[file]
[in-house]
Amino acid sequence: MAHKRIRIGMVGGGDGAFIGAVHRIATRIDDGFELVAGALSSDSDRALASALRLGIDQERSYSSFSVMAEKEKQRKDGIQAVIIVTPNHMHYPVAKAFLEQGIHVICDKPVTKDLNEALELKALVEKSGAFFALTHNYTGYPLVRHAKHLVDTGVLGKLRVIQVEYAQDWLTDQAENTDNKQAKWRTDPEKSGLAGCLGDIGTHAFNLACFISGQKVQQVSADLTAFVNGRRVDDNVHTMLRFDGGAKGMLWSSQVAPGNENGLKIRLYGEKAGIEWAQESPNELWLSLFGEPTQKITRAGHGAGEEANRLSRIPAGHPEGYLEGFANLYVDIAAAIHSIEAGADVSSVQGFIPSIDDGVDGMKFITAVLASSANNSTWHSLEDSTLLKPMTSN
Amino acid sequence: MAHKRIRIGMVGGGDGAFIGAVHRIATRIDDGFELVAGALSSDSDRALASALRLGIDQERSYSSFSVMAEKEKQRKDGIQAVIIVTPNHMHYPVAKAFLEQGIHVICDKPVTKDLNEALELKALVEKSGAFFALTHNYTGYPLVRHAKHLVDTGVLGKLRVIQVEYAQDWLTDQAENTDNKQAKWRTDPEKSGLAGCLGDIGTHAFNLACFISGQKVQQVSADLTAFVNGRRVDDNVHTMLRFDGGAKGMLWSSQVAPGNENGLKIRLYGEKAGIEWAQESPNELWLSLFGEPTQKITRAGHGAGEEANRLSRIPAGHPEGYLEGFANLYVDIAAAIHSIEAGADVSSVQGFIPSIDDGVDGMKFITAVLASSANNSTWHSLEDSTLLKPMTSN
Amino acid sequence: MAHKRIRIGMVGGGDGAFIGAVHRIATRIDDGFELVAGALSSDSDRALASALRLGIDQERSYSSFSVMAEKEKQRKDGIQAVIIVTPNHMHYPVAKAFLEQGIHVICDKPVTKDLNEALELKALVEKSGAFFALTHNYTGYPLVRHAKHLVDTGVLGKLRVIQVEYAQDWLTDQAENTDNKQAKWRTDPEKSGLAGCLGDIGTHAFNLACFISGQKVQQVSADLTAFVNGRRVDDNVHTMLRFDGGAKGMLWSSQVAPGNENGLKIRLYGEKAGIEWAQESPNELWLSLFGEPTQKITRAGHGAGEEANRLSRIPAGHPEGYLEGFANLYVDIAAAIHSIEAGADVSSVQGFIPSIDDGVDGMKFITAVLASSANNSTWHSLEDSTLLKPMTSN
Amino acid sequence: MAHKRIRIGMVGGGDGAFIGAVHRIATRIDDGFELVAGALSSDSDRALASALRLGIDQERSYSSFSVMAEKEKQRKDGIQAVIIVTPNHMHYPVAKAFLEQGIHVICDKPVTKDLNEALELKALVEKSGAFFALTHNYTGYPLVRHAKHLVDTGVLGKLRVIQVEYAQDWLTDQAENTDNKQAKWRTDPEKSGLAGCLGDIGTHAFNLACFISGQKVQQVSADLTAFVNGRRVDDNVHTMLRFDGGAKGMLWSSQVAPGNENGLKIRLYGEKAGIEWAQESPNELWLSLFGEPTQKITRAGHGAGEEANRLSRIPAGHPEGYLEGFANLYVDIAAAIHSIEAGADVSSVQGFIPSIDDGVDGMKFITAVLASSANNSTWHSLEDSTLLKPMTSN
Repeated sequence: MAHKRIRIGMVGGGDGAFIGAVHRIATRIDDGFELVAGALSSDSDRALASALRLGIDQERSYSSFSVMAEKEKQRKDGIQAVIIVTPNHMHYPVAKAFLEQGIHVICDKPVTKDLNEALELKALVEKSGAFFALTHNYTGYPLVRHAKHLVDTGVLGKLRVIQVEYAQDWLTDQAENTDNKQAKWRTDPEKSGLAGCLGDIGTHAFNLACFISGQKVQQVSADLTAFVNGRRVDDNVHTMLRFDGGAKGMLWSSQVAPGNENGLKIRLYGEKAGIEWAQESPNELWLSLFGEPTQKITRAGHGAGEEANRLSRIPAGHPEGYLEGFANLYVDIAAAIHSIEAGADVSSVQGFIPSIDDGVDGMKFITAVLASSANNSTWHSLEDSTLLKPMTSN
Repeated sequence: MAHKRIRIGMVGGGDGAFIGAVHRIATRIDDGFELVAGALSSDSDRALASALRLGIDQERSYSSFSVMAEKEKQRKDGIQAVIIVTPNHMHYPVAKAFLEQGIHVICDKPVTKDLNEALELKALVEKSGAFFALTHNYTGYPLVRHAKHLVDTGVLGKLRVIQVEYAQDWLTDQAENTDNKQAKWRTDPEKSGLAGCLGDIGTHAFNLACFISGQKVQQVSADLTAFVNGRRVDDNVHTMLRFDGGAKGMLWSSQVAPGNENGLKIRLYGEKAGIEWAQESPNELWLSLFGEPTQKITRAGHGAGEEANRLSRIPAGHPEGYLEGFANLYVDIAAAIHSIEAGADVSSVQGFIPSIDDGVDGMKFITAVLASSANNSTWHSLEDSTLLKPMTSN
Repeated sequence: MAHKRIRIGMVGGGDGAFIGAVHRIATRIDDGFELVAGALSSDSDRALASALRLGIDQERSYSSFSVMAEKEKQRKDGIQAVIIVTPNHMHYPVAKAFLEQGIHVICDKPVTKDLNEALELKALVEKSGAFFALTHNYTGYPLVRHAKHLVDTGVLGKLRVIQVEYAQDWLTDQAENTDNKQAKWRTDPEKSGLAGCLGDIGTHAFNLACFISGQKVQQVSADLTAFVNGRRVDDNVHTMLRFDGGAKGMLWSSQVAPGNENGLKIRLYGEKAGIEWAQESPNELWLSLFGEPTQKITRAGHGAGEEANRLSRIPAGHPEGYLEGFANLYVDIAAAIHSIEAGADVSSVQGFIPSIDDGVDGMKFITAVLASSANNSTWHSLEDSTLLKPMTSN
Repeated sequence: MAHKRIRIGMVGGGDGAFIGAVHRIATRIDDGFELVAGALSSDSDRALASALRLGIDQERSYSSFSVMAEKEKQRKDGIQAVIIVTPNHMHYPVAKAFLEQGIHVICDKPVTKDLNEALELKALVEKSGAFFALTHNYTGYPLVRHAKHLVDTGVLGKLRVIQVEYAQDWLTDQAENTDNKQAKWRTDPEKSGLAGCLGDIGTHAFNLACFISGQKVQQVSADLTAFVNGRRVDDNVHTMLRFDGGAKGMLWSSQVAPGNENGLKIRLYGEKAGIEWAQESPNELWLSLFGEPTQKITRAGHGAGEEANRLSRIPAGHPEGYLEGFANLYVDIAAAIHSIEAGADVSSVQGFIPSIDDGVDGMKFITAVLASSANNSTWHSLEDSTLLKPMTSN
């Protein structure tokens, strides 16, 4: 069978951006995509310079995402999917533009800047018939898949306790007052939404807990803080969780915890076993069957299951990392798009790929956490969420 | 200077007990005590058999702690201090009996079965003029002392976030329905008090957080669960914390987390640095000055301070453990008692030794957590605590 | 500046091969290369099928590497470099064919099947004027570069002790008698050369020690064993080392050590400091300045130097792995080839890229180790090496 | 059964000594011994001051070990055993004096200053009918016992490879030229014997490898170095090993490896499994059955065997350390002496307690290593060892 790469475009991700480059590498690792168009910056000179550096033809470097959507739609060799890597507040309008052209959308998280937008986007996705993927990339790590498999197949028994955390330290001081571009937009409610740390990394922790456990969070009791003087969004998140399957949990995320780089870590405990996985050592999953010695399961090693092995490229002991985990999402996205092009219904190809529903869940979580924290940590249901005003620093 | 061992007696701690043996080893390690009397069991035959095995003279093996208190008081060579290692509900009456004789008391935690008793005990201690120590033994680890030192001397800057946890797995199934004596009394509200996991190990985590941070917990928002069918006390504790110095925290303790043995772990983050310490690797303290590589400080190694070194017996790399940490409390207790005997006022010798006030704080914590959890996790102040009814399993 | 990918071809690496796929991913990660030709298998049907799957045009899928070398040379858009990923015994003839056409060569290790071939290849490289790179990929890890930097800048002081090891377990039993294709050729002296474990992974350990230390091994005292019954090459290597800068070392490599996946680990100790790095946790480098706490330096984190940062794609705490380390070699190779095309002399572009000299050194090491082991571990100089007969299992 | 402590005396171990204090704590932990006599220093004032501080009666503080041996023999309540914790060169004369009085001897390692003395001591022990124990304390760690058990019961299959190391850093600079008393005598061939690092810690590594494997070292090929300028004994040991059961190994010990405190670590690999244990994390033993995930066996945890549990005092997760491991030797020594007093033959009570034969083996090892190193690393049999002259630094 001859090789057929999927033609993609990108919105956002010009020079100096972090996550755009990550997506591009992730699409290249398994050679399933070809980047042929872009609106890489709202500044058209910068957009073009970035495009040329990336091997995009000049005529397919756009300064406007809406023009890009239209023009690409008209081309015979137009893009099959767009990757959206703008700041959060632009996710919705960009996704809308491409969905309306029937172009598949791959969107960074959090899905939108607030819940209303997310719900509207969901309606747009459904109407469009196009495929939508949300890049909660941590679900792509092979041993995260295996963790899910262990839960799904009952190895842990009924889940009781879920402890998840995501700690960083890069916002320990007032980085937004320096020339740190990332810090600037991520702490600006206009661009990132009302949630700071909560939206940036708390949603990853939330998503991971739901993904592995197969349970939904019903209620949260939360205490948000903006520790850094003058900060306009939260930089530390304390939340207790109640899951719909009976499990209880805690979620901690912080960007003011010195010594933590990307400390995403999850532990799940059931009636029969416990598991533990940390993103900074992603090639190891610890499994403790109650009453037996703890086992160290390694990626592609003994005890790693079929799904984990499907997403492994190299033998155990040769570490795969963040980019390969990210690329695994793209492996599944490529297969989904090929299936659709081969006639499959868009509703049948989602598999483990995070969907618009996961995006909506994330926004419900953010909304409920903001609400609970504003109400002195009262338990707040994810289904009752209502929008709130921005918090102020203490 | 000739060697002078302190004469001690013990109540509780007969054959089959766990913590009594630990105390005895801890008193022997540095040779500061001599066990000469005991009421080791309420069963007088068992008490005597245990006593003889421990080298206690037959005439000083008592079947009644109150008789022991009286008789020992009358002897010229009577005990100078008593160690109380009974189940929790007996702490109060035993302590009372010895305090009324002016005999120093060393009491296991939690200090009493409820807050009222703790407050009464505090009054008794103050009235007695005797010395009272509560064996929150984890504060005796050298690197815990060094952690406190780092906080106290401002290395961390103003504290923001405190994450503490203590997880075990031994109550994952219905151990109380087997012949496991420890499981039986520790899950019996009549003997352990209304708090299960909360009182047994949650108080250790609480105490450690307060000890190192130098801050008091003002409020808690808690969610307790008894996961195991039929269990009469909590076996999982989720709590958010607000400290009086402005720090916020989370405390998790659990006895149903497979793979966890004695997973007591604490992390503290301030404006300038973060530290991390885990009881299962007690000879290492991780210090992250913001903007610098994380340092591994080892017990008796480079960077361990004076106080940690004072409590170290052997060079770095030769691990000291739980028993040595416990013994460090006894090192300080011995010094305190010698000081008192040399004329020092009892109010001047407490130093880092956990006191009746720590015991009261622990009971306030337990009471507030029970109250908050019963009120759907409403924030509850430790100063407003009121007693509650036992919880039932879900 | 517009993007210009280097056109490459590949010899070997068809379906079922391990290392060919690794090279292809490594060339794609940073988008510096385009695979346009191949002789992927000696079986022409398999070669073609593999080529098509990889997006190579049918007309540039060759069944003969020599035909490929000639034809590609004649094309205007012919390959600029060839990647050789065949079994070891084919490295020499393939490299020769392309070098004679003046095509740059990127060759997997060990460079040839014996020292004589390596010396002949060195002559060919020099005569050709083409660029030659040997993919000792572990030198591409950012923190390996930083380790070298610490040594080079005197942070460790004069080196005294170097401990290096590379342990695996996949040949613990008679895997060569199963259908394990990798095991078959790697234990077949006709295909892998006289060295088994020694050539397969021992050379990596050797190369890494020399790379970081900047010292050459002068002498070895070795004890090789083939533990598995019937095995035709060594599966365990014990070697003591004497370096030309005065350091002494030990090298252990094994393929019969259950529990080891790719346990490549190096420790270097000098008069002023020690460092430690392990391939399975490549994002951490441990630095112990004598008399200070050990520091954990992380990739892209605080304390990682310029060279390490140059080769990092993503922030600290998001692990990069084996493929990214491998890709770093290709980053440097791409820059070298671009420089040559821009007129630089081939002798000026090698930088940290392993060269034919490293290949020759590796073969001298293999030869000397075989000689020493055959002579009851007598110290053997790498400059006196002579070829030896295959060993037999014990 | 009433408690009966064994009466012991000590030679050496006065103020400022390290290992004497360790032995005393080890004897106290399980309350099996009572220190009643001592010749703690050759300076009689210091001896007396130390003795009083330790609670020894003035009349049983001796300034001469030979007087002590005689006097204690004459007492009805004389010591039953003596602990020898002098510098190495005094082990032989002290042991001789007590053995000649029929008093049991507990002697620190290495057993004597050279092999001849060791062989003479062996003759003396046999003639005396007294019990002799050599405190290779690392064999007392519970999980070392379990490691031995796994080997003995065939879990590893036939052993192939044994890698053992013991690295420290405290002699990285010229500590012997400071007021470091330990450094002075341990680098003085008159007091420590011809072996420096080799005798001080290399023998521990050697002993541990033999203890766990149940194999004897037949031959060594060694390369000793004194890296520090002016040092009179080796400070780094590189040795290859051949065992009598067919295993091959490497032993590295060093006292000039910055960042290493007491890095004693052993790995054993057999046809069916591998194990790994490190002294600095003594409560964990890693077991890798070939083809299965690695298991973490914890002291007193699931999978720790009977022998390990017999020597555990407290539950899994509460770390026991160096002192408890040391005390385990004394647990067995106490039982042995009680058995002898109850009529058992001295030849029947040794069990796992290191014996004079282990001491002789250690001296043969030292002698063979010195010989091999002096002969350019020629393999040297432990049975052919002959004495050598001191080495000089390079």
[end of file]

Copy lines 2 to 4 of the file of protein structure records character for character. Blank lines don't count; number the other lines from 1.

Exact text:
Amino acid sequence: MAHKRIRIGMVGGGDGAFIGAVHRIATRIDDGFELVAGALSSDSDRALASALRLGIDQERSYSSFSVMAEKEKQRKDGIQAVIIVTPNHMHYPVAKAFLEQGIHVICDKPVTKDLNEALELKALVEKSGAFFALTHNYTGYPLVRHAKHLVDTGVLGKLRVIQVEYAQDWLTDQAENTDNKQAKWRTDPEKSGLAGCLGDIGTHAFNLACFISGQKVQQVSADLTAFVNGRRVDDNVHTMLRFDGGAKGMLWSSQVAPGNENGLKIRLYGEKAGIEWAQESPNELWLSLFGEPTQKITRAGHGAGEEANRLSRIPAGHPEGYLEGFANLYVDIAAAIHSIEAGADVSSVQGFIPSIDDGVDGMKFITAVLASSANNSTWHSLEDSTLLKPMTSN
Amino acid sequence: MAHKRIRIGMVGGGDGAFIGAVHRIATRIDDGFELVAGALSSDSDRALASALRLGIDQERSYSSFSVMAEKEKQRKDGIQAVIIVTPNHMHYPVAKAFLEQGIHVICDKPVTKDLNEALELKALVEKSGAFFALTHNYTGYPLVRHAKHLVDTGVLGKLRVIQVEYAQDWLTDQAENTDNKQAKWRTDPEKSGLAGCLGDIGTHAFNLACFISGQKVQQVSADLTAFVNGRRVDDNVHTMLRFDGGAKGMLWSSQVAPGNENGLKIRLYGEKAGIEWAQESPNELWLSLFGEPTQKITRAGHGAGEEANRLSRIPAGHPEGYLEGFANLYVDIAAAIHSIEAGADVSSVQGFIPSIDDGVDGMKFITAVLASSANNSTWHSLEDSTLLKPMTSN
Amino acid sequence: MAHKRIRIGMVGGGDGAFIGAVHRIATRIDDGFELVAGALSSDSDRALASALRLGIDQERSYSSFSVMAEKEKQRKDGIQAVIIVTPNHMHYPVAKAFLEQGIHVICDKPVTKDLNEALELKALVEKSGAFFALTHNYTGYPLVRHAKHLVDTGVLGKLRVIQVEYAQDWLTDQAENTDNKQAKWRTDPEKSGLAGCLGDIGTHAFNLACFISGQKVQQVSADLTAFVNGRRVDDNVHTMLRFDGGAKGMLWSSQVAPGNENGLKIRLYGEKAGIEWAQESPNELWLSLFGEPTQKITRAGHGAGEEANRLSRIPAGHPEGYLEGFANLYVDIAAAIHSIEAGADVSSVQGFIPSIDDGVDGMKFITAVLASSANNSTWHSLEDSTLLKPMTSN